Problem 062

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kdoiron
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Problem 062

Post by kdoiron » Fri Sep 19, 2008 7:55 pm

I think a clarification may be needed for problem 62. You state in the example that 41063625 (345^3) is the smallest cube that has exactly 3 of its permutations that are also cubes. But what about 1,000,000 = 100^3?

For this, 0000001 (= 1^3) and 0001000 (= 10^3) are also cubes. Or do these not count as permutations, since they begin with zero?

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daniel.is.fischer
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Re: Problem 62 - Clarification needed?

Post by daniel.is.fischer » Fri Sep 19, 2008 8:08 pm

Quite. Leading zeros are always excluded (unless explicitly allowed). Nobody uses leading zeros in real life anyway, or do they? (Except in dates, where they have become quite common due to the spread of computers - I don't count non-numbers like zip-codes, ISBN, article-numbers and such, they are really strings which are only by chance composed of digits).
Il faut respecter la montagne -- c'est pourquoi les gypaètes sont là.

kdoiron
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Re: Problem 62 - Clarification needed?

Post by kdoiron » Fri Sep 19, 2008 8:23 pm

Thanks, Daniel. I figured as much when I saw a cube with exactly 3 permutations much earlier than I expected, so I knew something was wrong.

armitage
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Re: Problem 062

Post by armitage » Mon Mar 08, 2010 10:38 pm

Actually - never mind, I was returning the first result in my list, which wasn't sorted. Once again, trying to communicate the problem to people has helped me solve it. :)

Kurushimi
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Re: Problem 062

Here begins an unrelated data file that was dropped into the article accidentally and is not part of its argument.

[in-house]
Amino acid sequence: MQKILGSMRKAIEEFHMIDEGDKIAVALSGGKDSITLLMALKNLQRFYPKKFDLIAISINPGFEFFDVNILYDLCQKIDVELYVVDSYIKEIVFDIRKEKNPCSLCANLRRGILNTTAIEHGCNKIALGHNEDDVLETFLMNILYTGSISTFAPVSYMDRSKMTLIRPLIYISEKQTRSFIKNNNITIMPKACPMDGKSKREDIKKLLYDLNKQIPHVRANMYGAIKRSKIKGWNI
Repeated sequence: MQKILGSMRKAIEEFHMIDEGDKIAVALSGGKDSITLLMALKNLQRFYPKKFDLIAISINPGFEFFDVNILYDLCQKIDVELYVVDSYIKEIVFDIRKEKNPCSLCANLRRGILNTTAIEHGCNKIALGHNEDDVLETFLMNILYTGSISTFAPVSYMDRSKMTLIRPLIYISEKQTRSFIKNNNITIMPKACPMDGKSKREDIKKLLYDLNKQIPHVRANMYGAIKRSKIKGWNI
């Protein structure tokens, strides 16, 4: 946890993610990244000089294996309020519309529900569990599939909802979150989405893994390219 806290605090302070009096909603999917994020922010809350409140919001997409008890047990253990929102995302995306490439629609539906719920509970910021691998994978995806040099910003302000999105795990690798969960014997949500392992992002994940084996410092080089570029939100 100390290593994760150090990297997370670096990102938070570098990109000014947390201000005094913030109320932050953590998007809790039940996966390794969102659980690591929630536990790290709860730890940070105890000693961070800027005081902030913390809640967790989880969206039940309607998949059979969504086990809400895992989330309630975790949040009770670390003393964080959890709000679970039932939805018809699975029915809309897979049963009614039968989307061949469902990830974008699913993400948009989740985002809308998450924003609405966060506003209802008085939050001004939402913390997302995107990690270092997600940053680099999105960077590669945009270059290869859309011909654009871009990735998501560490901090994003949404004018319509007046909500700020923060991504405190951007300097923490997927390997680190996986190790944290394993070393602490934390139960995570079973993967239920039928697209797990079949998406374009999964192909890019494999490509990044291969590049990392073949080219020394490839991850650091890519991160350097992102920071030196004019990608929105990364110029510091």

Post by Kurushimi » Sun Aug 22, 2010 1:42 pm

This is just a quick question to help me know whether or not my algorithm missed it. How many digits does the answer actually have? I've checked up to 11 digits then stopped it after it ran for a while.

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jaap
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Re: Problem 062

Post by jaap » Sun Aug 22, 2010 5:17 pm

The answer has more than 11 digits.

frogjg2003
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Re: Problem 062

Post by frogjg2003 » Sun Sep 04, 2011 5:35 am

My code is taking a really long time.
I have let it run for a few hours, and it still hasn't come up with the answer. Just in case I've got some kind of mistake, here are my values for the smallest cubes with n permutations also cubic, as well as the time (s) it took to get these numbers.
1 1 1 0.0090000629425
2 5 125 0.0220000743866
3 345 41063625 21.4930000305
4 1002 1006012008 760.402999878
I have no doubt that my program will eventually find it. Not knowing any kind of combinatorial, algebraic, or analytic solution, my algorithm simply checks all the permutations of each cubic number (with a few shortcuts to reduce it a bit). Assuming that there is some kind of pattern, I've tried a few different fits, with results ranging from a few hours to close to a year. Is there some glaringly obvious thing I probably missed?
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All with Phython.

Kelvin17
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Re: Problem 062

Post by Kelvin17 » Wed Sep 14, 2011 9:02 pm